National Archives to Release 11,000 PagesWith Hillary's Schedule as First Lady

The National Archives tomorrow will release more than 11,000 pages of Hillary Clinton's travel schedules from her years as First Lady.

The Archives said in a statement on Tuesday that the schedules are from the staff files of Patti Solis Doyle, Mrs. Clinton’s former campaign manager who was her chief scheduler in the White House.

“Arranged chronologically, these records document in detail the activities of the First Lady, including meetings, trips, speaking engagements and social activities for the eight years of the Clinton Administration,” the statement said.

Of the more than 11,000 pages to be released, 4,746 pages have redactions, mostly relating to “the privacy interests of third parties,” including Social Security numbers, telephone numbers and home addresses, the Archives said.

I'm not sure why her social activities are relevant, but I suspect in total, the documents will substantiate her experience argument.

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    11,000 pages for 8 yrs. (5.00 / 2) (#1)
    by oculus on Tue Mar 18, 2008 at 01:27:59 PM EST
    A very busy person.  No wonder she's able to keep up the pace in the campaign.

    Maybe she used a really big font (5.00 / 2) (#5)
    by Democratic Cat on Tue Mar 18, 2008 at 01:41:09 PM EST
    I'm glad this is being released. Whatever it shows, it's good to have it out there.

    Though we will be left to wonder.... (none / 0) (#40)
    by kdog on Tue Mar 18, 2008 at 02:25:27 PM EST
    what is in the redacted bits.

    Boy...our govt. sure loves that black magic marker!


    asdf (none / 0) (#45)
    by inclusiveheart on Tue Mar 18, 2008 at 02:33:31 PM EST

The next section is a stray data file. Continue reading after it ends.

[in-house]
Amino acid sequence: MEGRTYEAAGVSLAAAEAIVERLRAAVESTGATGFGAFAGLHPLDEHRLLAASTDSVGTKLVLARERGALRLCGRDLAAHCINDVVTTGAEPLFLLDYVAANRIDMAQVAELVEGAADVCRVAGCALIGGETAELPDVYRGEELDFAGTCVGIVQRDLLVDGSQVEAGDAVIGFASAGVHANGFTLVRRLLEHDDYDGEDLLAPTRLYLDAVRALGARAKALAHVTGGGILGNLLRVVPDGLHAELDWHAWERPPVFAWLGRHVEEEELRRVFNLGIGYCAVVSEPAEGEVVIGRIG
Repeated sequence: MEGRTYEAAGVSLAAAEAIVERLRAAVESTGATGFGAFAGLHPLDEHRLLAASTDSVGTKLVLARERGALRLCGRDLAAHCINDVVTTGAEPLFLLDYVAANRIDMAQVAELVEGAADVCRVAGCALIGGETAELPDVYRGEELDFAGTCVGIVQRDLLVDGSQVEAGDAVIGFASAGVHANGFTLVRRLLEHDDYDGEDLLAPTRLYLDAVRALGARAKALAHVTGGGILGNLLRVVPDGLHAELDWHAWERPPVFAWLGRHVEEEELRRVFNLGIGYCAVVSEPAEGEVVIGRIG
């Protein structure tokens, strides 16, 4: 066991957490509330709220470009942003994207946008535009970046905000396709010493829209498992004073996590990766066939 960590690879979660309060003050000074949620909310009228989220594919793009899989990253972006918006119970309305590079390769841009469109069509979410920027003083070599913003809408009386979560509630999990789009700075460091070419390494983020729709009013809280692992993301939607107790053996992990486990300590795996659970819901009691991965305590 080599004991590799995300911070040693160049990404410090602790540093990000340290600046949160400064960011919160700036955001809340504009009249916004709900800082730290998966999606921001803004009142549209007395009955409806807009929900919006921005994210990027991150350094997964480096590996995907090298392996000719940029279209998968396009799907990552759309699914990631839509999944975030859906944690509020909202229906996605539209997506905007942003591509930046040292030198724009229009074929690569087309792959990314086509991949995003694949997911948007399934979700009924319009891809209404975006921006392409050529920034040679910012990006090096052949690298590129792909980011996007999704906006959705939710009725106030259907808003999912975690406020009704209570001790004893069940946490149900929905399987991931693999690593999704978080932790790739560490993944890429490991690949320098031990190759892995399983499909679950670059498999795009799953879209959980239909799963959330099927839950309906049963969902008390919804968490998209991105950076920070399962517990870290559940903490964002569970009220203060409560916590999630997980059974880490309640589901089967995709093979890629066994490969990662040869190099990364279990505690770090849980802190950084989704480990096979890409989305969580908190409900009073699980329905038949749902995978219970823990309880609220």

11,000 pages is only 22 reams of paper - just over two standard file boxes worth of paper.

    I believe it's 3.7 pages per day (none / 0) (#49)
    by JJE on Tue Mar 18, 2008 at 02:34:28 PM EST
    If you count every single day and ignore leap years.  For whatever that is worth.

    Yeah, but it's just a schedule (none / 0) (#53)
    by Democratic Cat on Tue Mar 18, 2008 at 02:38:14 PM EST
    Go here, do this, see that person. It's over 3.5 pages for every day in office. She was definitely not sitting on her a** eating bon-bons.

    Thanks Hillary. (5.00 / 3) (#3)
    by BlueMerlin on Tue Mar 18, 2008 at 01:35:52 PM EST

    This is about taking the media narrative back (5.00 / 1) (#6)
    by Virginian on Tue Mar 18, 2008 at 01:46:19 PM EST
    even if it is slightly negative about her.

    Obama had his speech this AM, Hillary will try to dominate the news cycle in the PM...

    very smart move...if it was someone other than Hillary, and someone other than Obama had made an AM speech, it would work too...

    Judicial Watch (5.00 / 2) (#10)
    by Jeralyn on Tue Mar 18, 2008 at 01:48:31 PM EST
    released the info, not Hillary. They are hardly a pro-Clinton organization.

    Not entirely true (none / 0) (#15)
    by Virginian on Tue Mar 18, 2008 at 01:54:45 PM EST
    they sued for it...
    NA releasing it
    Clinton & Bush have to clear the release

    Not to mention that (none / 0) (#16)
    by Virginian on Tue Mar 18, 2008 at 01:55:19 PM EST
    HRC's campaign IS pushing this as news...although it was announced 3-4-08

    If she is pushing the news on this (5.00 / 1) (#22)
    by Democratic Cat on Tue Mar 18, 2008 at 02:00:30 PM EST
    It must mean the records are not only voluminous, but also support her experience argument.

    Exactly (none / 0) (#25)
    by americanincanada on Tue Mar 18, 2008 at 02:02:31 PM EST
    I don't think the Obama campaign is going to find anything to bury her with in those papers.

    The source of the news article (none / 0) (#127)
    by Jeralyn on Tue Mar 18, 2008 at 03:46:31 PM EST
    was Judicial Watch -- not Hillary's campaign.

    I follow (none / 0) (#189)
    by Virginian on Tue Mar 18, 2008 at 09:43:41 PM EST
    I'm macro-analyzing...but you're right

    Here's Judicial Watch's announcement (none / 0) (#131)
    by Jeralyn on Tue Mar 18, 2008 at 03:49:46 PM EST
    Her presser (5.00 / 1) (#13)
    by kredwyn on Tue Mar 18, 2008 at 01:52:48 PM EST
    was pretty well done...IIRC she had good responses to questions.

    Tom Daschle was on TV a little while ago (5.00 / 2) (#108)
    by litigatormom on Tue Mar 18, 2008 at 03:21:10 PM EST